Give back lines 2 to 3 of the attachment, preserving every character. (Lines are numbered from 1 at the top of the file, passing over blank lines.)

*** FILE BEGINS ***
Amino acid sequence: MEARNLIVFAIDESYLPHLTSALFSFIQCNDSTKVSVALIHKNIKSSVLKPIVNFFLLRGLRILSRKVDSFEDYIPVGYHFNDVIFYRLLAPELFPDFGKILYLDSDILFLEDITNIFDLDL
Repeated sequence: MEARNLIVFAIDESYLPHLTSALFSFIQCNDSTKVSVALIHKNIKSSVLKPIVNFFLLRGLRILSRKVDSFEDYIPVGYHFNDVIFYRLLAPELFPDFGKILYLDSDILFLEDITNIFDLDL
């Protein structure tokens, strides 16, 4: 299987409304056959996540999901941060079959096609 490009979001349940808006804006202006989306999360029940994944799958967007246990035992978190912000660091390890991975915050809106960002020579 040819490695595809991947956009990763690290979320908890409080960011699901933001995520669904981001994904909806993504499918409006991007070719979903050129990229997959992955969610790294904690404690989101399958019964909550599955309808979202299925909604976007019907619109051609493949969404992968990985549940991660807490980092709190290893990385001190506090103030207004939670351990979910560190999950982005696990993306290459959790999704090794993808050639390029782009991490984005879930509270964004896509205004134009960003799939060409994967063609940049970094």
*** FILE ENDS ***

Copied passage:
Repeated sequence: MEARNLIVFAIDESYLPHLTSALFSFIQCNDSTKVSVALIHKNIKSSVLKPIVNFFLLRGLRILSRKVDSFEDYIPVGYHFNDVIFYRLLAPELFPDFGKILYLDSDILFLEDITNIFDLDL
């Protein structure tokens, strides 16, 4: 299987409304056959996540999901941060079959096609 490009979001349940808006804006202006989306999360029940994944799958967007246990035992978190912000660091390890991975915050809106960002020579 040819490695595809991947956009990763690290979320908890409080960011699901933001995520669904981001994904909806993504499918409006991007070719979903050129990229997959992955969610790294904690404690989101399958019964909550599955309808979202299925909604976007019907619109051609493949969404992968990985549940991660807490980092709190290893990385001190506090103030207004939670351990979910560190999950982005696990993306290459959790999704090794993808050639390029782009991490984005879930509270964004896509205004134009960003799939060409994967063609940049970094």